Adding Fiber To Your Gluten-Free Diet

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Fiber is an important part of a healthful diet. Consumption of enough fiber can aid in lowering cholesterol and reducing risk of heart disease, and is important for maintaining a healthy gastrointestinal system. High fiber diets have also been linked to lower body weights. Recommended intake is approximately 25 – 35 grams per day, depending on gender and calorie needs. Estimates indicate that fiber intake is too low among most Americans.

Fiber is found only in plant-based foods. Fiber refers to the part of plant-based foods that cannot be digested by the body. There are two categories of fiber: insoluble and soluble. Although different foods contain primarily one type of fiber or the other, most plant-based foods contain a mixture of both. It is important to include a variety of fiber sources in the diet.

Insoluble fiber These fibers absorb water as they go through the gastrointestinal tract, which increases stool bulk and promotes bowel regularity. Insoluble fiber sources include vegetables and gluten-free whole grains.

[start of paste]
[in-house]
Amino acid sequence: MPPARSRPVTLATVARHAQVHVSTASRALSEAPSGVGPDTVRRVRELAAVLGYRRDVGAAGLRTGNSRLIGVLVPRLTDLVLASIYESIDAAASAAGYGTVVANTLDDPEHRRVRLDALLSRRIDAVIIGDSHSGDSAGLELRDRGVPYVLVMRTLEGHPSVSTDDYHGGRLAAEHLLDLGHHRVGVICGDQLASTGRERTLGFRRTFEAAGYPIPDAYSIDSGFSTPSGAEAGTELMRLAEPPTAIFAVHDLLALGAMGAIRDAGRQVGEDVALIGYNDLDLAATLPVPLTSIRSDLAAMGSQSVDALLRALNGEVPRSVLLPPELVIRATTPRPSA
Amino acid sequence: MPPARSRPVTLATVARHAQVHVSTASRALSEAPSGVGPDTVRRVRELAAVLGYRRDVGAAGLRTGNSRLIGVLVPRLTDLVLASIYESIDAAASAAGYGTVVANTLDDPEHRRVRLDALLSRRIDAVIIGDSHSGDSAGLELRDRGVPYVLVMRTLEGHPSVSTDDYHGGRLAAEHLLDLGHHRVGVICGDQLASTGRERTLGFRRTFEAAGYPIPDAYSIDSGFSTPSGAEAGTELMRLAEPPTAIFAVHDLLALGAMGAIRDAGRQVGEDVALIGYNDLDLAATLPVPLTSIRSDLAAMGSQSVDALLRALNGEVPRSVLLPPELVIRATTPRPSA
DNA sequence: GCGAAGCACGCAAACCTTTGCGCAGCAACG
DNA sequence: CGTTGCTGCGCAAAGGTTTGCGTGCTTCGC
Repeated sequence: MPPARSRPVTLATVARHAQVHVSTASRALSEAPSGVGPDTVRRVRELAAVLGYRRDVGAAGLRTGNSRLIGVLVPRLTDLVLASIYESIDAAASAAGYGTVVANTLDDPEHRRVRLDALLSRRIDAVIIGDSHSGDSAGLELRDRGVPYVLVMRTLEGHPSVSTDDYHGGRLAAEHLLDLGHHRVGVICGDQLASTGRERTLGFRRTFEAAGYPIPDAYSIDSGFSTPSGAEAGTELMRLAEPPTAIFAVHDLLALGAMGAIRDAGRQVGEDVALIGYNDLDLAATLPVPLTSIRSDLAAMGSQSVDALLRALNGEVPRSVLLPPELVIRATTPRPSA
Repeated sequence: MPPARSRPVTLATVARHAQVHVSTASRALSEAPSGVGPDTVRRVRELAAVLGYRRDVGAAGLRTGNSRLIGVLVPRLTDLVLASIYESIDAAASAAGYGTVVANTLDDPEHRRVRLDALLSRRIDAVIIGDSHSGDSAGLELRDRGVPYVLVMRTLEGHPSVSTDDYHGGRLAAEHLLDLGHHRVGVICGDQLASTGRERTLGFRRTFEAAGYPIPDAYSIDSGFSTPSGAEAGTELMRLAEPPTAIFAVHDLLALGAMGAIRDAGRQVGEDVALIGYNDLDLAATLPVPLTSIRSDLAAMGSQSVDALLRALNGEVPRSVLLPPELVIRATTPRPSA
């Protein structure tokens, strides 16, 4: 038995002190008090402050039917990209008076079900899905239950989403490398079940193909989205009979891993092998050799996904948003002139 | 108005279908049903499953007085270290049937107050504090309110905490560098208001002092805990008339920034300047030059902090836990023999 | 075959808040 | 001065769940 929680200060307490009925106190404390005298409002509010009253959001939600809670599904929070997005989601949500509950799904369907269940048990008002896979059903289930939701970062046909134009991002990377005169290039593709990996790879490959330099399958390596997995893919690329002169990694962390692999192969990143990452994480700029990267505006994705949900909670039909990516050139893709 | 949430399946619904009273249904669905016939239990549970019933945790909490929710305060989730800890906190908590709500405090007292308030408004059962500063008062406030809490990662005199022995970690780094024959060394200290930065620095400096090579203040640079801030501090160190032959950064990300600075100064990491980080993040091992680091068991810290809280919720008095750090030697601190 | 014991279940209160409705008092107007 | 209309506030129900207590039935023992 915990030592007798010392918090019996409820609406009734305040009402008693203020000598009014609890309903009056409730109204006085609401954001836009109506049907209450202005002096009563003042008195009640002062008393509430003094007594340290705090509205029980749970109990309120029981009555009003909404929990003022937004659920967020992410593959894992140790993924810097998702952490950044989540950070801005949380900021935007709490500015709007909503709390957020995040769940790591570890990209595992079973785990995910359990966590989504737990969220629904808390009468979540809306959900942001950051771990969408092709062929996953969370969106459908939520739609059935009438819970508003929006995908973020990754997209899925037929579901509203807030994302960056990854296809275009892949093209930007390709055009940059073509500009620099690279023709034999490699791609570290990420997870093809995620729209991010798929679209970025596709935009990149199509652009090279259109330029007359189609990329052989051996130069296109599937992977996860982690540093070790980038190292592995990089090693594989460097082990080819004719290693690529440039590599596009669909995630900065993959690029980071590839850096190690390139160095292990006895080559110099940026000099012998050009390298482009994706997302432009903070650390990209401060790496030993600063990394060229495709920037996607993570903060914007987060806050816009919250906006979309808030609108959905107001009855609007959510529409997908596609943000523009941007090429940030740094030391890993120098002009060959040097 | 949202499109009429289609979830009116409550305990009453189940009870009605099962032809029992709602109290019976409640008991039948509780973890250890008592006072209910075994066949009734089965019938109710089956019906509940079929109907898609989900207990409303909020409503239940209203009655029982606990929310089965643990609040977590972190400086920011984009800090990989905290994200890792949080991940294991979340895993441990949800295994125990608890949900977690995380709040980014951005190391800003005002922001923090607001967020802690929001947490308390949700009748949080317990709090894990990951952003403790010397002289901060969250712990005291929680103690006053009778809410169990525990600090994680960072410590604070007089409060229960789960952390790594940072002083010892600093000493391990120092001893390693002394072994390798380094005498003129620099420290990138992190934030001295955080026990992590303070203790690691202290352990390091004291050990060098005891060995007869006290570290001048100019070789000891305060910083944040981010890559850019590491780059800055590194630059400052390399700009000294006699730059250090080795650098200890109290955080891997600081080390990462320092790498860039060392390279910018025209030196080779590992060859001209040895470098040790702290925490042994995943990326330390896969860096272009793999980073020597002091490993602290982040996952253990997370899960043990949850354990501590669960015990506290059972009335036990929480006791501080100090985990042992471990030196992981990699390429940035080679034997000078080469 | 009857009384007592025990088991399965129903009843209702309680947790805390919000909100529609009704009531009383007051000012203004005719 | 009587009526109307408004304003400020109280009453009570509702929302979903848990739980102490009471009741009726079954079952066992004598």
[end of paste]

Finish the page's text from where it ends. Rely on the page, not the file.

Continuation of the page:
Soluble fiber These fibers dissolve in water to form a gel-like substance which is involved in lowering cholesterol levels. Legumes and fruits are examples of soluble fiber sources.




Add fiber gradually: Increasing fiber intake too quickly can cause increased bloating, gas and stomach pains. Add just one extra serving of a fiber-rich food per day for several days, then add another serving in the same way until you reach your goal.

Eat more fruits, vegetables, and legumes: Eating more fresh fruits and vegetables is an excellent way to increase fiber intake. Another great approach is to consume more legumes. Legumes include beans (such as pinto, garbanzo and kidney, to name just a few), peas, and lentils.

Gluten-Free Grains and Flours: Try using the grains listed below as side dishes with meals, and try using whole grain gluten-free flours in baking.

Seeds and Nuts: Incorporating nuts and seeds into the diet is an easy way to increase fiber too. Add pumpkin or sunflower seeds to salads, and have a small handful of nuts with a piece of fruit for a snack.


Drink plenty of water: Without adequate fluids, it is possible to become constipated or have hard stools. Drink at least six to eight glasses of water a day.

Exercise: Daily exercise – along with adequate fiber intake – helps the gastrointestinal tract work better. A daily walk is all it takes.


Fiber Content of Gluten-Free Whole Grains

GF Grains (1 c. cooked)   /   Grams Fiber

Teff    7

Amaranth    5

Buckwheat groats    5

Cornmeal    5

Quinoa     5

Brown Rice     4

Oatmeal (GF)   4

Sorghum    4

Wild Rice    3

Millet    2



Fiber Content of Whole Grain Gluten-Free Flours

GF Flours (1 cup)   /   Grams Fiber

Flax meal   32

Garfava    24

Teff    12

Amaranth     12

Buckwheat    12

Oats  (GF)   12

Sorghum   12

Chickpea    10

Quinoa    8

Soy    8

Brown Rice   7




This article has been assessed and approved by a Registered Dietitian Nutritionist.